Friday, April 18, 2014
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Jim Odlin, who owns three fishing boats out of Portland, questions fishery scientists after their presentation at the New England Fishery Management Council meeting Wednesday in Portsmouth, N.H.
Photos by John Ewing/Staff Photographer
Fishermen listen to scientists and regulators during the New England Fishery Management Council meeting in Portsmouth, N.H. Many fishermen oppose lower catch limits, but advocates argue they are critical to preserving the future of fish stocks.
The council did decide Wednesday to increase the catch limit for southern New England mid-Atlantic winter flounder by 168 percent, to 1,676 metric tons a year.
Supporters of the catch reductions said they are needed to preserve fish stocks and the long-term future of the industry.
"This is your best available science, and science consistently overestimates biomass," said Peter Shelley, senior counsel for the Conservation Law Foundation, during public testimony before the final vote. "There is no biological hope on the horizon."
The council considered a proposal to close the Gulf of Maine to groundfishing, but voted 16-0 against it, with one abstention.
As recently as 1990, an estimated 350 Maine-based vessels, supporting thousands of offshore and onshore jobs, spent at least part of their time hunting groundfish.
Those vessels hauled in more than 15 million pounds of Atlantic cod alone that year, and millions more pounds of other bottom-dwelling species, according to statistics from the Maine Department of Marine Resources.
Cod and other species then plummeted, due in no small part to overfishing. The result was ever-tightening catch limits.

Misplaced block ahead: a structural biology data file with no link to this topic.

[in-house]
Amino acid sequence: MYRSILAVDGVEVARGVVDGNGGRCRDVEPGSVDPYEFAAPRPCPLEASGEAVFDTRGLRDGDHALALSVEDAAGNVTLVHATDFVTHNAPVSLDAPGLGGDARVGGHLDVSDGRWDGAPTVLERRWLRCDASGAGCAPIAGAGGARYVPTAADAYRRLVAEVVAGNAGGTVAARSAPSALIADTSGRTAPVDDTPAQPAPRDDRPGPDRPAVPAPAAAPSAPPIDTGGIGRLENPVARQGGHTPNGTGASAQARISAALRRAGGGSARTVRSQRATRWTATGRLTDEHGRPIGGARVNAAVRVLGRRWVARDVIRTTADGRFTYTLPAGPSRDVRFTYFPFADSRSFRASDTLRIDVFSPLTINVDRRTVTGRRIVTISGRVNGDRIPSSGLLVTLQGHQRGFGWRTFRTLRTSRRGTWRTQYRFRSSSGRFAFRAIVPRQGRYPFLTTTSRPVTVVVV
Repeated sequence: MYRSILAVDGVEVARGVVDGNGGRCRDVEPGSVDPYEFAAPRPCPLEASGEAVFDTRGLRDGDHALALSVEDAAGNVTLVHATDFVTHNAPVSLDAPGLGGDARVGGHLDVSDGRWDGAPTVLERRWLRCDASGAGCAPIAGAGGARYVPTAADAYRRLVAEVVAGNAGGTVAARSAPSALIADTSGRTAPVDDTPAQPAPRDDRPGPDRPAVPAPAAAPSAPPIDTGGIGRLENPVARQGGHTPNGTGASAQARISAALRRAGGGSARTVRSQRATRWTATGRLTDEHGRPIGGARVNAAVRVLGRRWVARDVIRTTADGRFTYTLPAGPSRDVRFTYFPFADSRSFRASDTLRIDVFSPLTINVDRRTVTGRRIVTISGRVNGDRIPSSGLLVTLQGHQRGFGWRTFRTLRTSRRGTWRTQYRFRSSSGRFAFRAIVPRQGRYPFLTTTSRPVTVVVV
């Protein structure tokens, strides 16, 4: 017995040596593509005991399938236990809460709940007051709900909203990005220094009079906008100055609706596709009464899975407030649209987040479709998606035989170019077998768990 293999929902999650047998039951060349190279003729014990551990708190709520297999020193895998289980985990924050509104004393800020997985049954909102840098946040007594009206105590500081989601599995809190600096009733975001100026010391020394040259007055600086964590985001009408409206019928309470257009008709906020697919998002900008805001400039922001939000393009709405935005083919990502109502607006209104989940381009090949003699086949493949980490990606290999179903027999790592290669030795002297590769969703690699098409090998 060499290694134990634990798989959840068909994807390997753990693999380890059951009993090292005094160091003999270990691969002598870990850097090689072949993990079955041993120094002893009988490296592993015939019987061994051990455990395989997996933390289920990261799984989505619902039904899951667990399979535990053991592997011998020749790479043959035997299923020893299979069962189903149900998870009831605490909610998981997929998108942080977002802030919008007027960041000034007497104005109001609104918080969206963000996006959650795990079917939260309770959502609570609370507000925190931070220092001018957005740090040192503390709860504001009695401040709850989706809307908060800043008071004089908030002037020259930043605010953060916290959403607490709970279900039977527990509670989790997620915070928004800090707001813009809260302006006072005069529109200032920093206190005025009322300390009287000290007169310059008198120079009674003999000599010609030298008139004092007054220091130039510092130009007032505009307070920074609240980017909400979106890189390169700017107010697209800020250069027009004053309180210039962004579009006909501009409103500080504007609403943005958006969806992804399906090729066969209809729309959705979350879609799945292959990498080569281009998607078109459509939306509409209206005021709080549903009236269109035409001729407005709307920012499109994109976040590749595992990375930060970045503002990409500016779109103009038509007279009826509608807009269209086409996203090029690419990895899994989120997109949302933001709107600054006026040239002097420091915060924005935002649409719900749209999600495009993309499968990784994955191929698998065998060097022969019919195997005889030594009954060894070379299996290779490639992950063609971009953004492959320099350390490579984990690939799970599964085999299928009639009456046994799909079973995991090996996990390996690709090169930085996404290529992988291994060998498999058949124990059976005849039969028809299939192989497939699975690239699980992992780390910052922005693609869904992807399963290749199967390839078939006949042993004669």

By 2011, the 40 to 45 vessels remaining in Maine hauled in just 750,000 pounds of cod. The 5 million total pounds of groundfish landed in Maine that year was valued at roughly $5.7 million, compared with a lobster catch valued at $334.6 million.
The groundfish industry pulled in a total of about $90 million in 2011.
Last year, the U.S. Department of Commerce designated the northeastern groundfishery an "economic disaster," clearing the way for emergency federal funds to help support the industry, research programs or management practices.
But Congress has yet to appropriate any money.
U.S. Rep. Chellie Pingree released a prepared statement Wednesday night saying, "There is no question that these catch limits are going to be devastating to fishermen in Maine. This is why a fisheries disaster was declared last year and it just makes it even more outrageous that Congress has refused to approve disaster funding for the fishermen who are being hit hard by these cuts."
Pingree is married to S. Donald Sussman, majority owner of the Portland Press Herald.
Some fishermen said Wednesday that they won't fish under the new limits because it would be unprofitable.
Robert Dunne of Gloucester said he will look for a new job and try to learn new skills.
"I want a state job. A government job," he said. "We have to adapt."
Jessica Hall can be contacted at 791-6316 or at: